Whilst it is the individuals who must make their complaints to the Police with regard to these drivers, Protest Justice does not view the behaviour lightly. Where in the world would driving a tonne or more of metal at a human being be considered acceptable or normal? To address these atrocious behaviours, Protest Justice have notified the Transport Managers of the companies involved that incidents have been recorded by us. Where these companies have been identified as having professional memberships, we have notified either the Road Haulage Association or the Freight Transport Association. We are also currently corresponding with the Driver and Vehicle Standards Agency, who issue companies with their Certificate of Professional Competence and Operators Licence. We will be supplying evidence of intimidatory driving to them in due course.
VIOLENCE, AGGRESSION AND INTIMIDATION
This category is split into two sections – police and security. There is no excuse for the disproportionate behaviour either of these groups demonstrate towards peaceful protesters. However, the demarcation of their jurisdiction is important to recognise. Private security staff have no reason to be outside of the site boundary that they are manning. It is surprising, therefore, that both sections have incidents representing 22% each of the reports received. This is closely followed by protesters reporting being intimidated by them, with the addition of suppliers, at 19%.
The police are regularly observed at protests “handling” people either roughly or unnecessarily. This behaviour has been reported by individuals as being dragged, held, pushed, kicked or kneed in the testicles. It is concerning that the reports of this behaviour, whilst widespread, does seem to throw up repeat collar numbers. This in itself needs to be dissected further to identify patterns of behaviour.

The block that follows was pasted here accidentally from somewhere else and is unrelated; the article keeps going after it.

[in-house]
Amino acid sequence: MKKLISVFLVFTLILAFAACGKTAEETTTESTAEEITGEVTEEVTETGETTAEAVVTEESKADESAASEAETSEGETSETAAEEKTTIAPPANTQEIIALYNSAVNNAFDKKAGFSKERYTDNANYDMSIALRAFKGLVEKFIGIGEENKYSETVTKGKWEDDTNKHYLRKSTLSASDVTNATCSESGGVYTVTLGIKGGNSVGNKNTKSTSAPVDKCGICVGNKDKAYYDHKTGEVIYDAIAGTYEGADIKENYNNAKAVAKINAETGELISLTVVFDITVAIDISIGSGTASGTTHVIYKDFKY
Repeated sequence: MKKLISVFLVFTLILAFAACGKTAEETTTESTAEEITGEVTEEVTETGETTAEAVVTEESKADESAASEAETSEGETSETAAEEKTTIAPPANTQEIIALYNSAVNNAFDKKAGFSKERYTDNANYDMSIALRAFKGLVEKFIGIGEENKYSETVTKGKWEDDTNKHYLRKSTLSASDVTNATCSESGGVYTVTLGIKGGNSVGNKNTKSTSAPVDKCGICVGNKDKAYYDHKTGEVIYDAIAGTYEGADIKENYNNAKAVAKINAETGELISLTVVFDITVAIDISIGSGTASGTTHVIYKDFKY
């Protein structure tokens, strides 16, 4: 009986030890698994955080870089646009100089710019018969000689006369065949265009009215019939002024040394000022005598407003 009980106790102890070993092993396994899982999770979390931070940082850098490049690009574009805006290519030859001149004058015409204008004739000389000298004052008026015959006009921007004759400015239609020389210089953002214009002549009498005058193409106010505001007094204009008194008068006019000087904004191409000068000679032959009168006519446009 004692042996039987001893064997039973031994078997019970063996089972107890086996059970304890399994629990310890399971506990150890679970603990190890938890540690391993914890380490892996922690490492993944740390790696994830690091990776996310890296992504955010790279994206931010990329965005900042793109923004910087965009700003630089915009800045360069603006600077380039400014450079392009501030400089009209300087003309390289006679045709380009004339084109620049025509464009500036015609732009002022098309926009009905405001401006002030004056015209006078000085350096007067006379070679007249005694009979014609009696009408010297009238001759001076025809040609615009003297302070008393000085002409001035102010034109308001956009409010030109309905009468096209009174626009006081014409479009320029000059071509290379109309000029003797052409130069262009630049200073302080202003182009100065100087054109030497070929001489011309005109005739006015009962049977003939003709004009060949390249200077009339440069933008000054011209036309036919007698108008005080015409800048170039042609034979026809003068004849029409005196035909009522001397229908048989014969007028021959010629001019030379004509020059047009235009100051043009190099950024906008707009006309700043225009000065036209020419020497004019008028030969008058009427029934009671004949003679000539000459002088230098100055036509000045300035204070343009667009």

Security staff, it seems, perceive themselves as “protected” by the police in some circumstances and it is reported that their aggressive or intimidatory behaviour escalates when the police are not present. Incidents reported have included security personnel forcibly removing banners and other items from protest sites, assaulting protestors, being verbally abusive and behaving in a way that would antagonise or intimidate protesters. It is also reported that security personnel repeatedly hide their SIA badges or identity by not displaying them correctly. This in itself contravenes the guidelines of the Security Industry Authority (SIA)